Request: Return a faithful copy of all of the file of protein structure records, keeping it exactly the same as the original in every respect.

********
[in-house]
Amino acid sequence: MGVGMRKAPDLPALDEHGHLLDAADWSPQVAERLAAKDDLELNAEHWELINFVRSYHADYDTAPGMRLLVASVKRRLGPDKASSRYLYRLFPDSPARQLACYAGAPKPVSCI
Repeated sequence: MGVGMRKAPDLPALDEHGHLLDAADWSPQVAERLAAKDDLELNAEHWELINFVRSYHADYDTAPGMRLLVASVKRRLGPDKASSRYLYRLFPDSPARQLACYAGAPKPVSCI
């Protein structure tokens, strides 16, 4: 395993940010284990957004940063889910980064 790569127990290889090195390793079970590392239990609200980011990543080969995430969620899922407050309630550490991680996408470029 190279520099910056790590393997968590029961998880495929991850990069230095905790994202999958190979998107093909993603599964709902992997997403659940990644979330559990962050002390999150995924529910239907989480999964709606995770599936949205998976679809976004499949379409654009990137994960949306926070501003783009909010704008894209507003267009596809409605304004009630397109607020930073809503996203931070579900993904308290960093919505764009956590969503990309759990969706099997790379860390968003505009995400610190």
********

[in-house]
Amino acid sequence: MGVGMRKAPDLPALDEHGHLLDAADWSPQVAERLAAKDDLELNAEHWELINFVRSYHADYDTAPGMRLLVASVKRRLGPDKASSRYLYRLFPDSPARQLACYAGAPKPVSCI
Repeated sequence: MGVGMRKAPDLPALDEHGHLLDAADWSPQVAERLAAKDDLELNAEHWELINFVRSYHADYDTAPGMRLLVASVKRRLGPDKASSRYLYRLFPDSPARQLACYAGAPKPVSCI
């Protein structure tokens, strides 16, 4: 395993940010284990957004940063889910980064 790569127990290889090195390793079970590392239990609200980011990543080969995430969620899922407050309630550490991680996408470029 190279520099910056790590393997968590029961998880495929991850990069230095905790994202999958190979998107093909993603599964709902992997997403659940990644979330559990962050002390999150995924529910239907989480999964709606995770599936949205998976679809976004499949379409654009990137994960949306926070501003783009909010704008894209507003267009596809409605304004009630397109607020930073809503996203931070579900993904308290960093919505764009956590969503990309759990969706099997790379860390968003505009995400610190």